The great philosophers devoted much of their time and effort to this issue. John Locke in the 1600s, for example, examined the problem from first principles, and concluded the solution lay in understanding that each individual has unalienable rights to life, liberty and property. These are the natural rights. He noted that the purpose of the state is to protect these rights. By 1776 these principles were so well known that they appear in the US Declaration of Independence and in 1791 in France’s Declaration of the Rights of Man.

Limits to the power

The new world democratic order was to be built on the existence and protection of these natural rights. In 1859 the influential Victorian philosopher John Stuart Mill published his essay On Liberty. By the 1900s these things were well understood. This is no longer true.

Much of the effort in designing the new democratic order was to ensure state power did not once again encroach on natural rights. This was what the new order was supposed to be about. Mill wrote: "The aim was to set limits to the power, which the ruler should be allowed to exercise over the community; and this limitation was what they meant by liberty.”

People should be free to go about their business, especially the business of earning an income by entering into contracts, with very little interference from the state. The state can limit the freedom of others, but only where that freedom violated the natural rights of others. Therefore there are laws that limit freedoms. These include laws against murder, rape, theft, kidnapping and so on. These can be referred to as the Natural Laws.

An attack on natural rights

If the state is to outlaw commissions, then it must be that commission contracts fall within the same category as murder, rape, theft, kidnapping and so on. Clearly commission contracts do not fall within that category. The purpose of regulation cannot be to attack natural rights, such as the freedom of contract, but to regulate the exercise of these natural rights. An example of regulation is to proclaim that all vehicles must drive on the left-hand side of the road. This does not prohibit the freedom of movement, but regulates how this freedom is to be conducted. Outlawing of commissions is not a regulation at all. It is the violation of a fundamental freedom, the freedom to earn a living.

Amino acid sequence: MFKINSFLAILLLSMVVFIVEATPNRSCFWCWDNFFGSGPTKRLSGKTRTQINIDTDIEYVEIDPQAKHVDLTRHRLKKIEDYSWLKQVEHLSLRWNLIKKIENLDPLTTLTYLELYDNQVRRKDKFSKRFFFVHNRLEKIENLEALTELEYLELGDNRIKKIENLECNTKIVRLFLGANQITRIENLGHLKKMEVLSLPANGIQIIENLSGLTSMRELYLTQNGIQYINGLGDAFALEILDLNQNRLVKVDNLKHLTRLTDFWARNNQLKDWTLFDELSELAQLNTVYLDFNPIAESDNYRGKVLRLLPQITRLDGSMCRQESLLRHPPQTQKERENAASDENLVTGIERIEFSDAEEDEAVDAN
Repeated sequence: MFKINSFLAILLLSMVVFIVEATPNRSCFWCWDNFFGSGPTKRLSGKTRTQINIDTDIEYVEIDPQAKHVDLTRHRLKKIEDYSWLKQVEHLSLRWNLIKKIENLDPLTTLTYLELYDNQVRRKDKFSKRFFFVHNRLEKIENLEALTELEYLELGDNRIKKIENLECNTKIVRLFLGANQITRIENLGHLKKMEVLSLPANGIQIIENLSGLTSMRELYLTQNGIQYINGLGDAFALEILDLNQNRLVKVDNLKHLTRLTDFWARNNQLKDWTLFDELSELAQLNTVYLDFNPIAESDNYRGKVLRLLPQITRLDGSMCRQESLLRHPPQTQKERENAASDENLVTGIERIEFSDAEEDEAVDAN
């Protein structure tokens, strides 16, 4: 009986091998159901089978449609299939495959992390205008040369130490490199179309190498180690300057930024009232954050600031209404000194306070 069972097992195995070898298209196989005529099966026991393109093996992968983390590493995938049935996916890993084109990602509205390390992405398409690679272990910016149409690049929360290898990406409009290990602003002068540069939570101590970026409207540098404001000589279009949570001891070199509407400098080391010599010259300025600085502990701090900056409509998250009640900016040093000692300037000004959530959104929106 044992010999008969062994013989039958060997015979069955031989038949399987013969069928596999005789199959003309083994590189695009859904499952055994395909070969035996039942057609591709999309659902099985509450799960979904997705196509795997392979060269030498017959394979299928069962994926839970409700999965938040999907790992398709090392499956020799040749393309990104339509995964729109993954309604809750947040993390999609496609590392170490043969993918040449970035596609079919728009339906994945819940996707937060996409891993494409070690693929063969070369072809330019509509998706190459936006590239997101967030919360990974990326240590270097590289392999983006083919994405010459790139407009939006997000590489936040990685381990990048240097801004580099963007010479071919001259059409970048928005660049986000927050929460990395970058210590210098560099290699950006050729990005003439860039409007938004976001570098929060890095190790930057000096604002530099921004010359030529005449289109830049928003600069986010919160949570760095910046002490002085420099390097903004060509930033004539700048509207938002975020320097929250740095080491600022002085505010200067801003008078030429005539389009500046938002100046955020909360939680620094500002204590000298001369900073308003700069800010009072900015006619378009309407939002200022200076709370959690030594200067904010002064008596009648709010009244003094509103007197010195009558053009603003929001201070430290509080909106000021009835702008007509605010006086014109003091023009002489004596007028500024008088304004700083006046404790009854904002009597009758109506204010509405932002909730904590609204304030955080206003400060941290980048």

Mill summed up the position as follows: "The only freedom which deserves the name, is that of pursuing our own good in our own way, so long as we do not attempt to deprive others of theirs, or impede their efforts to obtain it. Each is the proper guardian of his own health, whether bodily, or mental and spiritual. Mankind are greater gainers by suffering each other to live as seems good to themselves, than by compelling each to live as seems good to the rest.”

Equality before the law

There is another simple test that can be applied: equality before the law. If commissions are so evil that they should be banned, then all commission contracts are equally evil, not only insurance commission contracts, and should be replaced by negotiated fees from the end user. Murder is murder, theft is theft, and rape is rape. If commissions are banned, all commissions should be banned. Commissions for estate agents and stockbrokers should be banned. Contingency fees for lawyers should be banned. Compulsory levies payable to the FSB should be banned. Everybody, including the FSB, should only get what they can get as a fee negotiated from the other party before the transaction is entered into. The FSB should have to negotiate its annual fee from a committee representing the industry.